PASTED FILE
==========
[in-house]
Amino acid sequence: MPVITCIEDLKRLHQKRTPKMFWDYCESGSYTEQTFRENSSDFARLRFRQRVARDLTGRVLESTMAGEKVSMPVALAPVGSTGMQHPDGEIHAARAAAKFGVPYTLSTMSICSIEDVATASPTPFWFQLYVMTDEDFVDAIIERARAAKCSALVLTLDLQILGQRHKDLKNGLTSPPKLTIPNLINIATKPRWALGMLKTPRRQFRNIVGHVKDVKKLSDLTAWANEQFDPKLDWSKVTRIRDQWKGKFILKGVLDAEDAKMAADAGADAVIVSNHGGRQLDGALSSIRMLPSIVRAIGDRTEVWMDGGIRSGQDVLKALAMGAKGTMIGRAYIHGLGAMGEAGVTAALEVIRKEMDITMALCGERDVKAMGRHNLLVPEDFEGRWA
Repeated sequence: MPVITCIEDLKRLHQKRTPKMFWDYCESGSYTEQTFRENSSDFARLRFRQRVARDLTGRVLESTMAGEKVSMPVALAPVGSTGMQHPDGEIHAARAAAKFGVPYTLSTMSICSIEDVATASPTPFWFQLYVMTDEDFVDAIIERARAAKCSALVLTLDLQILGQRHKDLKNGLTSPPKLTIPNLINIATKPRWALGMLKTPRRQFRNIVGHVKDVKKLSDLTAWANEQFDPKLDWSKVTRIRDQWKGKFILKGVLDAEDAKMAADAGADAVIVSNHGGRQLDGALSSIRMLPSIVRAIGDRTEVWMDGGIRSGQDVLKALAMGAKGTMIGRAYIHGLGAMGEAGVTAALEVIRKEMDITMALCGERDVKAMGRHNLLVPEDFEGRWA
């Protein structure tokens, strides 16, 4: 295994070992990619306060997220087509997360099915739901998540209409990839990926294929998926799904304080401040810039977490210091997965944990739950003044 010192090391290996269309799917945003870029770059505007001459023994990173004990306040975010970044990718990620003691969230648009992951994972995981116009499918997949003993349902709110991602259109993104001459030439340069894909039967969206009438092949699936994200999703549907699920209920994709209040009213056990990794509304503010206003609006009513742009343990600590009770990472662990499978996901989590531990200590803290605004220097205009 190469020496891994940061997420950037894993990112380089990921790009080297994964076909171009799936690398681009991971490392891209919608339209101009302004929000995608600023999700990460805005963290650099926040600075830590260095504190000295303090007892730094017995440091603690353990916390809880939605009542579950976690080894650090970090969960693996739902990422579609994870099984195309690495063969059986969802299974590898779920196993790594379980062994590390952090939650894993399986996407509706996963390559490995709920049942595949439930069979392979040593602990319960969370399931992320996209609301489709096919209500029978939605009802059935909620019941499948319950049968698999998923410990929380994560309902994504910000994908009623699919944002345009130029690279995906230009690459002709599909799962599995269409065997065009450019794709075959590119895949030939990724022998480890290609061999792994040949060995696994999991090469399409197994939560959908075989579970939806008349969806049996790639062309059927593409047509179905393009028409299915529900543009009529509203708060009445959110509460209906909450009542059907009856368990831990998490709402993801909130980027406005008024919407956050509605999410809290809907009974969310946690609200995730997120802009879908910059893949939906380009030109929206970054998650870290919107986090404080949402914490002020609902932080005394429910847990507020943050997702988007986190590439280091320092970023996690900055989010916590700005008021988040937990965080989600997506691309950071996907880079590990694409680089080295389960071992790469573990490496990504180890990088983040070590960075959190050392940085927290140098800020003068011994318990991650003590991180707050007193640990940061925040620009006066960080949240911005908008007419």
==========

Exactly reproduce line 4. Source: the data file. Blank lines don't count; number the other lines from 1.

């Protein structure tokens, strides 16, 4: 295994070992990619306060997220087509997360099915739901998540209409990839990926294929998926799904304080401040810039977490210091997965944990739950003044 010192090391290996269309799917945003870029770059505007001459023994990173004990306040975010970044990718990620003691969230648009992951994972995981116009499918997949003993349902709110991602259109993104001459030439340069894909039967969206009438092949699936994200999703549907699920209920994709209040009213056990990794509304503010206003609006009513742009343990600590009770990472662990499978996901989590531990200590803290605004220097205009 190469020496891994940061997420950037894993990112380089990921790009080297994964076909171009799936690398681009991971490392891209919608339209101009302004929000995608600023999700990460805005963290650099926040600075830590260095504190000295303090007892730094017995440091603690353990916390809880939605009542579950976690080894650090970090969960693996739902990422579609994870099984195309690495063969059986969802299974590898779920196993790594379980062994590390952090939650894993399986996407509706996963390559490995709920049942595949439930069979392979040593602990319960969370399931992320996209609301489709096919209500029978939605009802059935909620019941499948319950049968698999998923410990929380994560309902994504910000994908009623699919944002345009130029690279995906230009690459002709599909799962599995269409065997065009450019794709075959590119895949030939990724022998480890290609061999792994040949060995696994999991090469399409197994939560959908075989579970939806008349969806049996790639062309059927593409047509179905393009028409299915529900543009009529509203708060009445959110509460209906909450009542059907009856368990831990998490709402993801909130980027406005008024919407956050509605999410809290809907009974969310946690609200995730997120802009879908910059893949939906380009030109929206970054998650870290919107986090404080949402914490002020609902932080005394429910847990507020943050997702988007986190590439280091320092970023996690900055989010916590700005008021988040937990965080989600997506691309950071996907880079590990694409680089080295389960071992790469573990490496990504180890990088983040070590960075959190050392940085927290140098800020003068011994318990991650003590991180707050007193640990940061925040620009006066960080949240911005908008007419």